This brief strategy paper from the Center for Digital Education, a US research and advisory institute focused on K-12 and higher education technology trends and policies reports on a survey of blended learning initiatives and trends in the higher education sector. Although the paper does not address blended learning in the language learning sector it does provide a useful overview of the rapidly developing trend towards blended learning, the implications of that trend, the potential benefits of blended learning, particularly in relation to increased student engagement, and the ongoing need to further clarify the concept of blended learning and its concomitant parts so that instructors can better understand its potential.
Retrievable from: http://echo360.com/sites/default/files/CDE12%20STRATEGY%20Echo360-V.pdf
Harrington, A.M. (2010). Problematizing the Hybrid Classroom for ESL/EFL Students. TESL-EJ, 14(3).
Hybrid courses — which replace 20%–80% of class meetings with online activities — are predicted to increase as educators embrace the benefits of blending online technologies with face-to-face class meetings. Also expected to increase are enrollments of ESL/EFL students. As these growth trends intersect, an increased number of ESL/EFL students are expected to enroll in hybrid courses, especially mainstream courses populated by a majority of native-English-speaking students. Despite these growth trends and research showing hybrid courses as positive for most students, the TESOL community has not yet opened a discussion of the implications of hybrid delivery of mainstream classes for ESL/ EFL students. In an effort to start the discussion, this article investigates potential problems related to issues of identity, forced individualization, and muting; gives several strategies for instructors of hybrid courses with ESL/EFL students; and concludes by calling for TESOL researchers to focus attention on hybrid delivery.
Retrievable from: http://files.eric.ed.gov/fulltext/EJ912069.pdf
Mendieta Aguilar, J. (2012). Blended learning and the language teacher: a literature review. Colombo Appl. Linguist. Journal, 14(2), 163–180.
The author argues that there is a lack of information about instructors’ perceptions of and roles in blended learning environments resulting in difficulties in creating effective models of blended learning. This article sets out to examine the views and perceptions of ESL instructors in relation to the integration and use of technology and blended learning and to point to the need for future research about how instructors manage the new demands presented by the online learning component in blended learning programs.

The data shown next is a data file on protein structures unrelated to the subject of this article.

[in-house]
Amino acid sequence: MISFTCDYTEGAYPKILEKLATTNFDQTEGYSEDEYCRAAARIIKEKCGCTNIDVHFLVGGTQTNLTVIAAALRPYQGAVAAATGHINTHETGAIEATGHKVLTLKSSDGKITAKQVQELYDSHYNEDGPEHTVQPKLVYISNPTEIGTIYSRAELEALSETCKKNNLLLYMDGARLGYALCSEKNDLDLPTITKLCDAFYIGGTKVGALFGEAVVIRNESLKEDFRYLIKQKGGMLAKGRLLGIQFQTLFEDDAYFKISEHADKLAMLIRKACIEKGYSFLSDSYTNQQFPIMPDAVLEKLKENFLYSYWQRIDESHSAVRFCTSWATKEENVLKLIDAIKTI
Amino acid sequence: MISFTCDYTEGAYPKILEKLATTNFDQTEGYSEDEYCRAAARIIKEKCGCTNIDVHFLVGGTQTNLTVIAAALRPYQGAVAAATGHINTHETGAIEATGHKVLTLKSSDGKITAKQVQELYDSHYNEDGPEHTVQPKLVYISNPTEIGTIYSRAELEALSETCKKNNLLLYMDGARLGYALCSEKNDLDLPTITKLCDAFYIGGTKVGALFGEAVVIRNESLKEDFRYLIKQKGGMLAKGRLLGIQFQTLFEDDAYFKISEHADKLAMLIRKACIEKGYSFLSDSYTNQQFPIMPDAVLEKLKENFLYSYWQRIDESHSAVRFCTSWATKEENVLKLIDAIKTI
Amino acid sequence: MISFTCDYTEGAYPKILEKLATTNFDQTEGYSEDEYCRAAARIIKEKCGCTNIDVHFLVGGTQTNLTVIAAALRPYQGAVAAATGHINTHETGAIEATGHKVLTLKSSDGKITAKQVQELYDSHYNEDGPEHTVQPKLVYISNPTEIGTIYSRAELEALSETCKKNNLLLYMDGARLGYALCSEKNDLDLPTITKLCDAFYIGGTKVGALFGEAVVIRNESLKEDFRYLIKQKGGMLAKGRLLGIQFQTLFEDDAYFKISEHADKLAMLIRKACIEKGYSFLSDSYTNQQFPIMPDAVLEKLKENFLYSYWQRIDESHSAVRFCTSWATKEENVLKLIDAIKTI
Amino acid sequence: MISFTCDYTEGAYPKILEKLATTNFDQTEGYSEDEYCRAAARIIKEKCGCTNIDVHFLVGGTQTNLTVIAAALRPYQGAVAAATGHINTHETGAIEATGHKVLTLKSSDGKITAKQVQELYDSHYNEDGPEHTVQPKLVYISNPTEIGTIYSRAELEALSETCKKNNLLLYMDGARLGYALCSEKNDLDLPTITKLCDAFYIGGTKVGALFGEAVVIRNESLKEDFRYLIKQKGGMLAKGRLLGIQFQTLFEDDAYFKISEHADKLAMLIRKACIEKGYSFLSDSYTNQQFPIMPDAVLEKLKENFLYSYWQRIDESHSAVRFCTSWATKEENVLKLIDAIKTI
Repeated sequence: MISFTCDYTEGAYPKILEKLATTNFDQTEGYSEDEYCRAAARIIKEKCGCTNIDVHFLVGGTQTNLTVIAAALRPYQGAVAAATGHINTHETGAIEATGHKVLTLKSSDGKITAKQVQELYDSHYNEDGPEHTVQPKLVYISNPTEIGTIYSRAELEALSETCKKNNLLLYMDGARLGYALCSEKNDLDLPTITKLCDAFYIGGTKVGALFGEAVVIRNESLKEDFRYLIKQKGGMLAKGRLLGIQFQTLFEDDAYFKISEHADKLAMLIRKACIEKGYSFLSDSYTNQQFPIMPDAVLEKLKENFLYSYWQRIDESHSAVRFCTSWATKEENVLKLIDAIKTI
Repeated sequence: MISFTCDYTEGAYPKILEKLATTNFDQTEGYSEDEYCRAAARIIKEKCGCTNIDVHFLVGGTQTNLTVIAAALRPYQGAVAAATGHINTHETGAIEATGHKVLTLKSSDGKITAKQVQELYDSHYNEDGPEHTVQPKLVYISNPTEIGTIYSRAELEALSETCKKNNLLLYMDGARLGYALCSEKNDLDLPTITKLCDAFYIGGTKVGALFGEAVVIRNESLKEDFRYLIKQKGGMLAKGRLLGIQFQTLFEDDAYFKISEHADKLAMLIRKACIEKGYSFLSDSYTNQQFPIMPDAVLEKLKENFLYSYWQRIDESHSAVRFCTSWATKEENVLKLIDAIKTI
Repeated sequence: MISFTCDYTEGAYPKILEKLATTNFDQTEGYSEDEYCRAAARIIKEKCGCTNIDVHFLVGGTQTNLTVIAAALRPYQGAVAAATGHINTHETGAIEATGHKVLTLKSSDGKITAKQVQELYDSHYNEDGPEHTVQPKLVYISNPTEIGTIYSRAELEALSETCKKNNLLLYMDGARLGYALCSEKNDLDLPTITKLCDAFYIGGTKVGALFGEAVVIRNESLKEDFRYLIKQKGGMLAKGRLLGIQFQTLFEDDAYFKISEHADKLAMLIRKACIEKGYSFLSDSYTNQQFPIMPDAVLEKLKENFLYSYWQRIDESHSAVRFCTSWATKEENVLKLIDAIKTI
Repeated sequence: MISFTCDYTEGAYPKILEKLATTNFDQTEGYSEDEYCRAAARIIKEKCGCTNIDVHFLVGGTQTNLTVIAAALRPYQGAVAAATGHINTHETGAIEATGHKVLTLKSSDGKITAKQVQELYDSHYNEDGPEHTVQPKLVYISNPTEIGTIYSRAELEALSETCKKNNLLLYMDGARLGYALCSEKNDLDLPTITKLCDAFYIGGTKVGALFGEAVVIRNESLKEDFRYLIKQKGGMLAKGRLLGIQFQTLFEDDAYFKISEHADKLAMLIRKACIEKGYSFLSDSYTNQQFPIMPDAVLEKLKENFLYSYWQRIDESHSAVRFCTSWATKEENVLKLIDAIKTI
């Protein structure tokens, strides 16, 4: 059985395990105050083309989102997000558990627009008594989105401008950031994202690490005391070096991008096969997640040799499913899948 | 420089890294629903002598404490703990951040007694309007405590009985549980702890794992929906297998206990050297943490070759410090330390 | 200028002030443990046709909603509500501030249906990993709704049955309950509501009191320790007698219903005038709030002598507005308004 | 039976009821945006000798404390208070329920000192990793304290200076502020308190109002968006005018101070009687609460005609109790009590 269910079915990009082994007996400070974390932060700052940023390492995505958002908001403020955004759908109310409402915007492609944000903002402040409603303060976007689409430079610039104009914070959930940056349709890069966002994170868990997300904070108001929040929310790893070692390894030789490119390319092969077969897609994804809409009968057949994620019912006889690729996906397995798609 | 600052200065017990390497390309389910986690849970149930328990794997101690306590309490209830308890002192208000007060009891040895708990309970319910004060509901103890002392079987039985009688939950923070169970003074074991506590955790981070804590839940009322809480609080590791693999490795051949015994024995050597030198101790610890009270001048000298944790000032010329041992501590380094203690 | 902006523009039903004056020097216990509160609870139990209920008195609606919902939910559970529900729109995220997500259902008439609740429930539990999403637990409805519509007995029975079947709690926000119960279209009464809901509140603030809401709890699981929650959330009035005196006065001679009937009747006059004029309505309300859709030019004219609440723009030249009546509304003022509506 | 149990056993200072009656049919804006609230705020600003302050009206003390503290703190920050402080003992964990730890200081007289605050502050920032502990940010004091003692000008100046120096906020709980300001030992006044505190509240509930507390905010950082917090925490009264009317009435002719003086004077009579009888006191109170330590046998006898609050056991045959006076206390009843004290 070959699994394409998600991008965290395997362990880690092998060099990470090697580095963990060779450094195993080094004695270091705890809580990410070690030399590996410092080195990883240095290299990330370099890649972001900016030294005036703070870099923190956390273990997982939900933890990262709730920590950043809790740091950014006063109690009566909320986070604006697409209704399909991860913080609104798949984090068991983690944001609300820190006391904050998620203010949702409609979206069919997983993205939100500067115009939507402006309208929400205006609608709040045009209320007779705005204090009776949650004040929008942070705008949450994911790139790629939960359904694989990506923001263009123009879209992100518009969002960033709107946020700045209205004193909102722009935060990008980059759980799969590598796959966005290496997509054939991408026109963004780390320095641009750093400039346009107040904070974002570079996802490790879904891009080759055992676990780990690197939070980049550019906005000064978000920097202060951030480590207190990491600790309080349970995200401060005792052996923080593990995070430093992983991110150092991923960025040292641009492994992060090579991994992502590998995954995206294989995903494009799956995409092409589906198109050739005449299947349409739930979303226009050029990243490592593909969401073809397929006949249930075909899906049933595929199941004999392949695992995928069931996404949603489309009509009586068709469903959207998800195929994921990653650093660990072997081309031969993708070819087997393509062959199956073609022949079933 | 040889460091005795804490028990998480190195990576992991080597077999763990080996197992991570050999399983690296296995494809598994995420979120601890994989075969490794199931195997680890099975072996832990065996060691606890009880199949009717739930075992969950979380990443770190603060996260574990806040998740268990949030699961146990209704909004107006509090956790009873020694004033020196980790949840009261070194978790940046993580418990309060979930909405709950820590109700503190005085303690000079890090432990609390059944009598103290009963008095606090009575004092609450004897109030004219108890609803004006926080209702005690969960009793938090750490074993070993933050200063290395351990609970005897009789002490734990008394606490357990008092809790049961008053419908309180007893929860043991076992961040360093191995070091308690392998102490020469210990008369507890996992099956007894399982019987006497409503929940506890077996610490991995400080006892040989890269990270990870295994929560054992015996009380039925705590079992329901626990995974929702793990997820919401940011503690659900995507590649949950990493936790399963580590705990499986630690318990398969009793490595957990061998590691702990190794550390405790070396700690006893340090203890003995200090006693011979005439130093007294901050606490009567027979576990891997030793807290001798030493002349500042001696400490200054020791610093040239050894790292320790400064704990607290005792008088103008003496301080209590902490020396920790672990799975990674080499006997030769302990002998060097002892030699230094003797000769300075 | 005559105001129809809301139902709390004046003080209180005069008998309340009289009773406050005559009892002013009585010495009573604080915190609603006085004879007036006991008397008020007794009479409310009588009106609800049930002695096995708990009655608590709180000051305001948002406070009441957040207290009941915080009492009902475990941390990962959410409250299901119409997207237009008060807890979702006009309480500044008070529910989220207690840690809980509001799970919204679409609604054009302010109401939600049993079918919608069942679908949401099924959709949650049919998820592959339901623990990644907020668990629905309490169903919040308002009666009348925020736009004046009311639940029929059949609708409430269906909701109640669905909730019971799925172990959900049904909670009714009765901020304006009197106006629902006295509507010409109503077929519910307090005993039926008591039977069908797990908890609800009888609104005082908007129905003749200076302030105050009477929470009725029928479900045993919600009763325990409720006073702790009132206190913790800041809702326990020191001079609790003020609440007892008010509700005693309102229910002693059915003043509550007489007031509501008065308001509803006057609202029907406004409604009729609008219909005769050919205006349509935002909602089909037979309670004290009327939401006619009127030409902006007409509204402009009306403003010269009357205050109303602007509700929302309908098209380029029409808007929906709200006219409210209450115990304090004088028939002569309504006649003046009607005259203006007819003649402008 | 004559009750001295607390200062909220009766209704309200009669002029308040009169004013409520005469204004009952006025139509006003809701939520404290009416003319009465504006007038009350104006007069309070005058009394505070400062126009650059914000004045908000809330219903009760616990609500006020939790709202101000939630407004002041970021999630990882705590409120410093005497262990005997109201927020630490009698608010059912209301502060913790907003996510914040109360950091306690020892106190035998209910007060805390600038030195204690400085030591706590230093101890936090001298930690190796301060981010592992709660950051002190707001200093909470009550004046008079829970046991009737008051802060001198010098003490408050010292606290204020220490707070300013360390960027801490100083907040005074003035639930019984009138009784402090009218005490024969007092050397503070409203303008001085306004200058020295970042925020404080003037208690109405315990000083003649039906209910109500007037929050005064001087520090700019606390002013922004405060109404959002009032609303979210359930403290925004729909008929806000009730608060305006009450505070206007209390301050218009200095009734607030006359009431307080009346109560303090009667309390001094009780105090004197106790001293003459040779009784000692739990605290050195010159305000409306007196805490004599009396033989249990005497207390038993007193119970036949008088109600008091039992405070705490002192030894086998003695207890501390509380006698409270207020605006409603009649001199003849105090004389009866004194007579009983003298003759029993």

Retrievable from: http://revistas.udistrital.edu.co/ojs/index.php/calj/article/%20viewFile/3930/5641
Larsen, L. (2012). Teacher and student perspectives on a blended learning intensive English program writing course (Ph.D.). Iowa State University.
Although this dissertation investigates the use of blended learning with ESL writing students in an intensive English program, there is much that will be of interest to adult settlement language programs as well. The author notes the immaturity of blended learning within the area of language learning and also that blended learning is considered separate from CALL. One of the author’s points is that CALL research does not mention blended learning theories, but blended learning researchers often rely on CALL research when making arguments. The author provides a table (Table 2, p 38) showing blended learning studies and the variables identified or investigated in blended learning environments. These include areas of interest to adult settlement language programs such as student computer literacy skills; teacher attitude, training and support and positive effects on learner autonomy. The writer stresses “the paucity” of research in blended learning implementation in language learning environments. He also states that a review of the literature from CALL indicates that teachers are generally not sufficiently prepared to teach using technology which may also be significant in adult settlement language training.
Retrievable from: http://lib.dr.iastate.edu/cgi/viewcontent.cgi?article=3382&context=etd
Hubbard, P., P. (2011, March 18). Web 2.0 and Four Paths Beyond. PowerPoint Slides presented at the TESOL Conference, New Orleans.
A presentation about Web 2.0, emerging technologies and the critical importance of incorporating technology and learning with technology deeply in language teacher training in order to support teacher flexibility, to prepare teachers for long careers in language teaching during which they are likely to continually encounter new technologies, new technological modes, and in which they will need to have the confidence and skills to approach these technologies successfully. The presentation also highlights the importance of situated learning theory in ensuring that teachers learn in the same environment in which they will teach.
Retrievable from: http://web.stanford.edu/~efs/tesol-11.pdf